by KC Carlson
HOT! HOT! HOT!
Lots of HOT NEWS in the world of comics the past week or so: DC’s giant 52 pickup game dominated the news, so some interesting Marvel news was almost lost in the shuffle (Uncanny X-Men is ending. Yeah, I know…), lots of good debate about digital comics, and even the announcement of the return of Valiant. (No, really!)
It’s also been hotter than hockey sticks in much of the country this past week. I’m typing in an office that’s over 90° with two fans (the mechanical kind, not fanboys) pointed at my head. I feel like a crash test dummy in a wind tunnel, and I can’t concentrate because my brain is melting all over my keyboard. Since I’m having trouble coming up with anything this side of coherent, I’m turning to the internet for help in explaining the basics of everything DC that’s been going on, and I’ll chime in afterwards with my 299 cents.
DC RELAUNCHES 52 “NEW” TITLES (AND 52 NEW #1 ISSUES) ALL IN SEPTEMBER
Comic Book Resources has all available details of all 52 new DC titles, in what looks like the solicitations for the DCU (or DCnU, as some are now calling it).
CBR is also surveying comics readers about their potential purchasing preferences for the new titles, a survey that I think will prove very interesting. Results will be available this Wednesday (June 15), so take a few minutes and go vote.
Robot 6 has an excellent wrap-up of who and what (both creators and characters) are missing when compared to the “old” DCU.
And my old retailer buddy Brian Hibbs explains how if everybody isn’t careful, this DC relaunch (52 different #1 issues all in the same month) may crack the Direct Market in half (my words, not his).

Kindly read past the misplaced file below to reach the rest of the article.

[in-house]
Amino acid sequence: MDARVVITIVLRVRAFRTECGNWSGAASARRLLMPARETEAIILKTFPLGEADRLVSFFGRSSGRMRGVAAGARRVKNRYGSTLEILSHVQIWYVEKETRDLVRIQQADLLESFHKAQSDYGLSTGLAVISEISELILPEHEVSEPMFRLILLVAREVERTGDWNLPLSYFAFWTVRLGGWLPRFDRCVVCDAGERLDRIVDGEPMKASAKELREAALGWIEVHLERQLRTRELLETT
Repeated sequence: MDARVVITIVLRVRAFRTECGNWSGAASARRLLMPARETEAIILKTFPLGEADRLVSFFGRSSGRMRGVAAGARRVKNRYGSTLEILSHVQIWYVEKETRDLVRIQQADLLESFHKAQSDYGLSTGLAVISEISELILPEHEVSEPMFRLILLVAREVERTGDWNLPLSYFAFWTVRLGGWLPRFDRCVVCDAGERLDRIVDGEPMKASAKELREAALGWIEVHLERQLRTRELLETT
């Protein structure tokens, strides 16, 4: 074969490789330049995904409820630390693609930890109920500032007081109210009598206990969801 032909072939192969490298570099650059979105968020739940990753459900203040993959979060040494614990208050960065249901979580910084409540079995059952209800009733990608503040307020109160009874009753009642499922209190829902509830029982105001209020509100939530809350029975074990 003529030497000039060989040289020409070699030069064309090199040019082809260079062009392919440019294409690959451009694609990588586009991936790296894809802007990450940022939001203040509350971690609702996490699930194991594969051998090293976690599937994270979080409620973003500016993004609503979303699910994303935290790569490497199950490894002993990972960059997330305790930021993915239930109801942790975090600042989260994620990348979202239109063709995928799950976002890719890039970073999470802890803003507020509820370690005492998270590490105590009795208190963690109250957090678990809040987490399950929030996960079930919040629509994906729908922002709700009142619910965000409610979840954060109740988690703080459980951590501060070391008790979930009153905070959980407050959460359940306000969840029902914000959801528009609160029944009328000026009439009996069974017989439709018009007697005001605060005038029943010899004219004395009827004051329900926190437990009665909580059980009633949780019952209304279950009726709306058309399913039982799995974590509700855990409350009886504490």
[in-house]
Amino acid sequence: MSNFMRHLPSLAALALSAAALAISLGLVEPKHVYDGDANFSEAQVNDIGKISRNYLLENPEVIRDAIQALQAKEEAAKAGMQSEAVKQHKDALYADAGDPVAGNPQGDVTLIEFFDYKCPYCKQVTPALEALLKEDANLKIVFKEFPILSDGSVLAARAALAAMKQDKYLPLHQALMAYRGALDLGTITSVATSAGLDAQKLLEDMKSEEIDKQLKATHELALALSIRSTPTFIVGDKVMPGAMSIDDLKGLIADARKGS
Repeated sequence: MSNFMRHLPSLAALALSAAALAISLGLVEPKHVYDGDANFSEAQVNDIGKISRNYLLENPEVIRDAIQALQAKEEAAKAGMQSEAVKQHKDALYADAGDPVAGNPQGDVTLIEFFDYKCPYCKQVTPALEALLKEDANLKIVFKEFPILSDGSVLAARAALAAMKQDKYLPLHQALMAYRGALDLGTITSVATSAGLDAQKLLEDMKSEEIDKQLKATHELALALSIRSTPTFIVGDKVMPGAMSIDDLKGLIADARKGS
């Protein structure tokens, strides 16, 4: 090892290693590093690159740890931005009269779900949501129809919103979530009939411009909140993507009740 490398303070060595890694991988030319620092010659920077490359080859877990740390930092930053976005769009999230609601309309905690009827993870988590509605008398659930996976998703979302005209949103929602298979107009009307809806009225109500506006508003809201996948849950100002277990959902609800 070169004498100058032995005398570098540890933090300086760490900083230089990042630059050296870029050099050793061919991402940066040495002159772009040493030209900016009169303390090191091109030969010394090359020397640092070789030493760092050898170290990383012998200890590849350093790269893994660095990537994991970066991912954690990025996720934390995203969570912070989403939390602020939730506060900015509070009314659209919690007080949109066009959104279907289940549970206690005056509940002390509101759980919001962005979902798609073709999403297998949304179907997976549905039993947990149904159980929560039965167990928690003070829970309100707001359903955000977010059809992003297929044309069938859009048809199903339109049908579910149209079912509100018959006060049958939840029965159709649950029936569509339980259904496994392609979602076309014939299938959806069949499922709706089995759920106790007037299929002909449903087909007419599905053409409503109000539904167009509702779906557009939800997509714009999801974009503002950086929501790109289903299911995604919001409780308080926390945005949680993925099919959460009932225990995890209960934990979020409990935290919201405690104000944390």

Where to begin?
Well, I have to give DC credit for controlling comic book news for the week with their slow roll-out of announcements of their new titles. Fan reaction is, of course, all over the place — from out-and-out raves to folks declaring that this is the final straw for them. While this is intended as a jumping-on point, it will also be a great jumping-off point, if the reader is so inclined. I suspect some of these opinions will change by September.
I also think that it’s great that some of the news came from sources outside of the normal comics reporting sites, leading to some national coverage. I suspect, though, a lot of the general public seeing this from major news outlets probably won’t read the whole story or get all the details. There may be a few very confused non-comics people wandering into shops over the next few days looking for copies of Action Comics #1 and Batman #1, not realizing that they aren’t actually available until September. I’m concerned that they will either be PO’ed for wasting a trip (and won’t remember to come back in September), or get an earfull of how terrible this whole plan is from grumpy retailers trying to figure out to finance buying/ordering 52 #1 comic books all in the same month.
Of course, the smart retailers will point them toward something else in the shop (so they won’t have wasted that trip). Unfortunately, they can’t point them at any Flashpoint books, since they all deal with alternate versions of the DC characters (thus creating consumer confusion before the big event). And imagine what will happen if they buy the current DCU books and fall in love with them — only to have them completely be changed within three issues! I guess they will have to roll with the changes, just like the rest of us who have been putting up with endless revamps and relaunches for what seems like decades.